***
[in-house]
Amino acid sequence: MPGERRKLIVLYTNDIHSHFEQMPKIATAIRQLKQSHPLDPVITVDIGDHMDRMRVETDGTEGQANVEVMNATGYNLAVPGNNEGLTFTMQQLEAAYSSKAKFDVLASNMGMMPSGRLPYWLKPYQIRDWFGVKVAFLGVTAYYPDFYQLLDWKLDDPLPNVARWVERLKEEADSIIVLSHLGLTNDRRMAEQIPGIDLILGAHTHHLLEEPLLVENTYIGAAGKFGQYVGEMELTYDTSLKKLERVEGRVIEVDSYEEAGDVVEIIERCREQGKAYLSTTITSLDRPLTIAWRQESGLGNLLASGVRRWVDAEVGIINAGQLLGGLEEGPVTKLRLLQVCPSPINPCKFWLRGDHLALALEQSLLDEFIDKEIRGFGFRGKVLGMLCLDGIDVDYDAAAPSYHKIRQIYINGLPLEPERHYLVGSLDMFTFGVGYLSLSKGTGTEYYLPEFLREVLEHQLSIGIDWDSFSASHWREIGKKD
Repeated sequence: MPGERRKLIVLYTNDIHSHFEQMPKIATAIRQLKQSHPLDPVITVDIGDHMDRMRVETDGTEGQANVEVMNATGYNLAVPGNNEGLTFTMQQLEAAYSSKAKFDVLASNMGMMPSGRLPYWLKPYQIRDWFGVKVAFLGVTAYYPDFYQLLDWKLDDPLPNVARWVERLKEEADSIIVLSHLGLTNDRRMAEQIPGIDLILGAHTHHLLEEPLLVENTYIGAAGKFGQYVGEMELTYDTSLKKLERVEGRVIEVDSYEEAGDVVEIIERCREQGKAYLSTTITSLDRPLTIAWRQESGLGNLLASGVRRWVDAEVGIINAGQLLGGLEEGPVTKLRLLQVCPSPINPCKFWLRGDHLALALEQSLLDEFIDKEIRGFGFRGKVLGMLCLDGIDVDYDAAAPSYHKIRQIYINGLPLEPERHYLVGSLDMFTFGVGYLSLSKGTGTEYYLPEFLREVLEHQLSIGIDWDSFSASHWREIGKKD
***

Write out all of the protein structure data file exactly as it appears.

[in-house]
Amino acid sequence: MPGERRKLIVLYTNDIHSHFEQMPKIATAIRQLKQSHPLDPVITVDIGDHMDRMRVETDGTEGQANVEVMNATGYNLAVPGNNEGLTFTMQQLEAAYSSKAKFDVLASNMGMMPSGRLPYWLKPYQIRDWFGVKVAFLGVTAYYPDFYQLLDWKLDDPLPNVARWVERLKEEADSIIVLSHLGLTNDRRMAEQIPGIDLILGAHTHHLLEEPLLVENTYIGAAGKFGQYVGEMELTYDTSLKKLERVEGRVIEVDSYEEAGDVVEIIERCREQGKAYLSTTITSLDRPLTIAWRQESGLGNLLASGVRRWVDAEVGIINAGQLLGGLEEGPVTKLRLLQVCPSPINPCKFWLRGDHLALALEQSLLDEFIDKEIRGFGFRGKVLGMLCLDGIDVDYDAAAPSYHKIRQIYINGLPLEPERHYLVGSLDMFTFGVGYLSLSKGTGTEYYLPEFLREVLEHQLSIGIDWDSFSASHWREIGKKD
Repeated sequence: MPGERRKLIVLYTNDIHSHFEQMPKIATAIRQLKQSHPLDPVITVDIGDHMDRMRVETDGTEGQANVEVMNATGYNLAVPGNNEGLTFTMQQLEAAYSSKAKFDVLASNMGMMPSGRLPYWLKPYQIRDWFGVKVAFLGVTAYYPDFYQLLDWKLDDPLPNVARWVERLKEEADSIIVLSHLGLTNDRRMAEQIPGIDLILGAHTHHLLEEPLLVENTYIGAAGKFGQYVGEMELTYDTSLKKLERVEGRVIEVDSYEEAGDVVEIIERCREQGKAYLSTTITSLDRPLTIAWRQESGLGNLLASGVRRWVDAEVGIINAGQLLGGLEEGPVTKLRLLQVCPSPINPCKFWLRGDHLALALEQSLLDEFIDKEIRGFGFRGKVLGMLCLDGIDVDYDAAAPSYHKIRQIYINGLPLEPERHYLVGSLDMFTFGVGYLSLSKGTGTEYYLPEFLREVLEHQLSIGIDWDSFSASHWREIGKKD